“I faced the fact that this is the last move of my life. I’m fortunate in that I can pay for long term care if I need it. Having experienced how my husband went downhill so quickly, I looked into the care options when I chose to move here. I think that is paramount in any older person’s life now. It was very important to me that I can move in now, when I don’t need any care or additional support, but it’s available if there is a time when I need that.

“I think the overriding point that I would like to make is not to leave it too late. To do it whilst you’re able. No matter what stage of life, moving to a retirement living community will be a major decision. Our parents were always saving for a rainy day. The most important thing is to recognise your rainy day!”

Enjoy being part of a thriving community

Joan and her husband Bill moved to The Chimes in December 2019.

“The best bits about living here are you’ve got people on hand. Every corner you turn, there’s a chance of a good gossip. I love the coffee lounge. The free coffee machine attracts people, and you’ve immediately got a group chatting together.

“A book club was established before we got here so I joined that straight away. We have quizzes, bingo, theatre visits and restaurant visits. We went to the cinema when the operas were live streamed from Covent Garden and The Met. That sort of thing happens – ‘Oh, we’re going to the opera, do you want to come?’. That’s what life’s about isn’t it, enjoying yourself.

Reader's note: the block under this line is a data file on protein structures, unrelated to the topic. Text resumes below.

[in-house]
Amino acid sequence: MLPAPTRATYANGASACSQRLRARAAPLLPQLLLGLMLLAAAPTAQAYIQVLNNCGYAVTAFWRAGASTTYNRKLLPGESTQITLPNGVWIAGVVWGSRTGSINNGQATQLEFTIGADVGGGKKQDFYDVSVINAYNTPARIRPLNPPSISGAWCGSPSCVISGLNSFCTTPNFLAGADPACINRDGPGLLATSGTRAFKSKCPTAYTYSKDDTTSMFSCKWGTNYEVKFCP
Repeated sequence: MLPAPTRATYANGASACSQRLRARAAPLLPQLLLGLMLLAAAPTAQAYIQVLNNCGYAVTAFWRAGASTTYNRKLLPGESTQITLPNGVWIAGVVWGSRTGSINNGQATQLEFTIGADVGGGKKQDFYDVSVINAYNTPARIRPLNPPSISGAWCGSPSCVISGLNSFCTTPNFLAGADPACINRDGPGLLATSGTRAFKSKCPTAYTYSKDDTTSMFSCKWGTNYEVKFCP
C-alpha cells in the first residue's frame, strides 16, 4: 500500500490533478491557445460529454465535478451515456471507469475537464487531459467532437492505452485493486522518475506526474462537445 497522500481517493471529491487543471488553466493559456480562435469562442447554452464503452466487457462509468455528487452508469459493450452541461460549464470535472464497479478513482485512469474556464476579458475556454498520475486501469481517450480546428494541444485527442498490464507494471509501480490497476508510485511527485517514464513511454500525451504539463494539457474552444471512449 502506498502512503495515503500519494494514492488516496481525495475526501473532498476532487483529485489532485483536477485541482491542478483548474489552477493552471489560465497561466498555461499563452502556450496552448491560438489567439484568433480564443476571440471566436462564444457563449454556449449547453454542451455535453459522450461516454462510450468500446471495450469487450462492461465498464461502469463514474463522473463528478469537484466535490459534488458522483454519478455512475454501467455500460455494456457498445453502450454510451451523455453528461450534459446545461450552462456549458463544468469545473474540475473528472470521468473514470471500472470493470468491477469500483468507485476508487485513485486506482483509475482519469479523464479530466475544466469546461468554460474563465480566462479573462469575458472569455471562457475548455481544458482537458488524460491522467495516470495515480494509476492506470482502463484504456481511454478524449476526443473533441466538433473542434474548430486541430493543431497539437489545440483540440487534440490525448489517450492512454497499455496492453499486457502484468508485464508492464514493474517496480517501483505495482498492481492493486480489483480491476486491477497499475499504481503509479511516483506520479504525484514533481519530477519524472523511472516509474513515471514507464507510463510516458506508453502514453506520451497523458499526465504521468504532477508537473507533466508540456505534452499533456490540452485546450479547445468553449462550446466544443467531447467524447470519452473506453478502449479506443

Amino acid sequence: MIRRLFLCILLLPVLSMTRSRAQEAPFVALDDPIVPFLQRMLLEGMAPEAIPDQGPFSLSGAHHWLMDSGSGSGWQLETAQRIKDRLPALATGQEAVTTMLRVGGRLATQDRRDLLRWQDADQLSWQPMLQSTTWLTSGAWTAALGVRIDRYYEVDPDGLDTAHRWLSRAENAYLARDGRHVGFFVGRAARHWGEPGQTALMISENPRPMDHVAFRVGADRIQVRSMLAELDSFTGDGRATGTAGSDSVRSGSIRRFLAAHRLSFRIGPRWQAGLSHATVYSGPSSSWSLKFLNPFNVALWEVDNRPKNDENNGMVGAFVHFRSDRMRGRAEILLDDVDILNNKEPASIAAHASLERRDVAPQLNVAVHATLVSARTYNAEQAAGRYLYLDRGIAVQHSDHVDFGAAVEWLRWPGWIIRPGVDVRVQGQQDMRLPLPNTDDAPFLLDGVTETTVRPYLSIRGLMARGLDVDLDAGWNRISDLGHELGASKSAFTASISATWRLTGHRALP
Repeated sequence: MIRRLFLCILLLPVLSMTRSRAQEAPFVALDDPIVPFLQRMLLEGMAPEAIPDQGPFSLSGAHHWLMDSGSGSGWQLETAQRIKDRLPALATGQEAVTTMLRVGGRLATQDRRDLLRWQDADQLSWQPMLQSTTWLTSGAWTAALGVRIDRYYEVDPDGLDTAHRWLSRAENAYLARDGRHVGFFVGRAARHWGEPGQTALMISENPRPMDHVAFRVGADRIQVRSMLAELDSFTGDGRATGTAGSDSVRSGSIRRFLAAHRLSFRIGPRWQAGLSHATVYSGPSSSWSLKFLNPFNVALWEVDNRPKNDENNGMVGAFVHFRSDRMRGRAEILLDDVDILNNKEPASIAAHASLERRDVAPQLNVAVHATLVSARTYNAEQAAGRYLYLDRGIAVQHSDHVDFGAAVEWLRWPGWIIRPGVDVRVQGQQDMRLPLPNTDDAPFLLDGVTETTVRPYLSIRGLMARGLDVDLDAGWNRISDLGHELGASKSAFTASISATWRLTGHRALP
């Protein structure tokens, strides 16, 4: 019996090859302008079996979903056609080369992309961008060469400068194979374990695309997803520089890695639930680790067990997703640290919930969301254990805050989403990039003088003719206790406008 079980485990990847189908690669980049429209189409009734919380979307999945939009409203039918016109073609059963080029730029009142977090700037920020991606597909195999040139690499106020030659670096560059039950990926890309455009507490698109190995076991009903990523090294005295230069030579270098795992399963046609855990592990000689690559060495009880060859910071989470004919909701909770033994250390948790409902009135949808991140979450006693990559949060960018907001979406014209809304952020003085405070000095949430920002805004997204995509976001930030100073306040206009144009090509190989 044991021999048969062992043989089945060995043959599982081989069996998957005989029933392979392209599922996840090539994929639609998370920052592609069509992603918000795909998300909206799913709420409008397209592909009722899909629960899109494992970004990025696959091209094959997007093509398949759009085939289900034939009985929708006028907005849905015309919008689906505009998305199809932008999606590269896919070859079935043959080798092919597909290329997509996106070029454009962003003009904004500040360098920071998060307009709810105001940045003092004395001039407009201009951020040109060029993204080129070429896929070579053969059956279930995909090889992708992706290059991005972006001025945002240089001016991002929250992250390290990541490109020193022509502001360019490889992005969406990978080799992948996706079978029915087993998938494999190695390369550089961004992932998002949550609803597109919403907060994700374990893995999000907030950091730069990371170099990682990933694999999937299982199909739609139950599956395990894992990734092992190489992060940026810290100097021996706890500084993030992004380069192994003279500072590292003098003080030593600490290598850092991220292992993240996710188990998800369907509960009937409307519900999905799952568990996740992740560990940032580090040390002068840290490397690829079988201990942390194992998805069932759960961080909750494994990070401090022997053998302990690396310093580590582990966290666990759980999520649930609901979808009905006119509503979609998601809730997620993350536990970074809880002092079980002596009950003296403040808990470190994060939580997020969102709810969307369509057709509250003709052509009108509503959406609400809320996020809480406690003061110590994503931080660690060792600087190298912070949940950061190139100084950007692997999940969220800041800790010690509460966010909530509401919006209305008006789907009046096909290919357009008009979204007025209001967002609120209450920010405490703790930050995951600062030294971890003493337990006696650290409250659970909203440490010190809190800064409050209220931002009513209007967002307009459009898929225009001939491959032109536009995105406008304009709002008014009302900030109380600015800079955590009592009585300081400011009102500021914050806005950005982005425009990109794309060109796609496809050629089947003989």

“Here, you can have your privacy. You have your own apartment. You can stay there whenever you want to and you can be on your own… but you also have the alternative, if you want it. You’ve got lots of people around, lots of activities, lots of fun. I think having that choice is such a big thing and you can have one choice one day and the other choice the next day. It’s a perfect situation. I can highly recommend it!”

Do as much or as little gardening as you like